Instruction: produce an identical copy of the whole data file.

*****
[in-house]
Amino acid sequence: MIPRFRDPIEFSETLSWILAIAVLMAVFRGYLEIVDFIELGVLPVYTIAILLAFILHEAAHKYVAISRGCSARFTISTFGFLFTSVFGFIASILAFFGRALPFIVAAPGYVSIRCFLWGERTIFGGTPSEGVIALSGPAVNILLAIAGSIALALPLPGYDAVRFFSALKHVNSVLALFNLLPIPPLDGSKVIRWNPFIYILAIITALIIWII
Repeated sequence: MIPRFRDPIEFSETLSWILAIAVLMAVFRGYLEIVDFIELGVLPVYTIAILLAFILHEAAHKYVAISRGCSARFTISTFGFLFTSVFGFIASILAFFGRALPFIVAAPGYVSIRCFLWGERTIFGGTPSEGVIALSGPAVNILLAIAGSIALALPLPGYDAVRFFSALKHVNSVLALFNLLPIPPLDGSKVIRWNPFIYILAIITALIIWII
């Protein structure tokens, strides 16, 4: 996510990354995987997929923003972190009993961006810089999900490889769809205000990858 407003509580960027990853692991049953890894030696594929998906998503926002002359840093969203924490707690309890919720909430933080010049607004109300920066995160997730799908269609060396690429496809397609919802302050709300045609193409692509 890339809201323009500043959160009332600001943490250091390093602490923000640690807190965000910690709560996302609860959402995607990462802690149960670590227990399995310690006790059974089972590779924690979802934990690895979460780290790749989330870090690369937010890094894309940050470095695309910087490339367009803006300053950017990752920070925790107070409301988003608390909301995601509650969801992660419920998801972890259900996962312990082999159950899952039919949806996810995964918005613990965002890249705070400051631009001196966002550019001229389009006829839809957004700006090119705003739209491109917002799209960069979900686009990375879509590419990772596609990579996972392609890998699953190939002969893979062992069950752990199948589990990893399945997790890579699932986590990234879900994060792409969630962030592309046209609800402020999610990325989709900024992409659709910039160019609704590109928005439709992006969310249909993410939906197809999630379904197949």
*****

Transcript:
[in-house]
Amino acid sequence: MIPRFRDPIEFSETLSWILAIAVLMAVFRGYLEIVDFIELGVLPVYTIAILLAFILHEAAHKYVAISRGCSARFTISTFGFLFTSVFGFIASILAFFGRALPFIVAAPGYVSIRCFLWGERTIFGGTPSEGVIALSGPAVNILLAIAGSIALALPLPGYDAVRFFSALKHVNSVLALFNLLPIPPLDGSKVIRWNPFIYILAIITALIIWII
Repeated sequence: MIPRFRDPIEFSETLSWILAIAVLMAVFRGYLEIVDFIELGVLPVYTIAILLAFILHEAAHKYVAISRGCSARFTISTFGFLFTSVFGFIASILAFFGRALPFIVAAPGYVSIRCFLWGERTIFGGTPSEGVIALSGPAVNILLAIAGSIALALPLPGYDAVRFFSALKHVNSVLALFNLLPIPPLDGSKVIRWNPFIYILAIITALIIWII
């Protein structure tokens, strides 16, 4: 996510990354995987997929923003972190009993961006810089999900490889769809205000990858 407003509580960027990853692991049953890894030696594929998906998503926002002359840093969203924490707690309890919720909430933080010049607004109300920066995160997730799908269609060396690429496809397609919802302050709300045609193409692509 890339809201323009500043959160009332600001943490250091390093602490923000640690807190965000910690709560996302609860959402995607990462802690149960670590227990399995310690006790059974089972590779924690979802934990690895979460780290790749989330870090690369937010890094894309940050470095695309910087490339367009803006300053950017990752920070925790107070409301988003608390909301995601509650969801992660419920998801972890259900996962312990082999159950899952039919949806996810995964918005613990965002890249705070400051631009001196966002550019001229389009006829839809957004700006090119705003739209491109917002799209960069979900686009990375879509590419990772596609990579996972392609890998699953190939002969893979062992069950752990199948589990990893399945997790890579699932986590990234879900994060792409969630962030592309046209609800402020999610990325989709900024992409659709910039160019609704590109928005439709992006969310249909993410939906197809999630379904197949």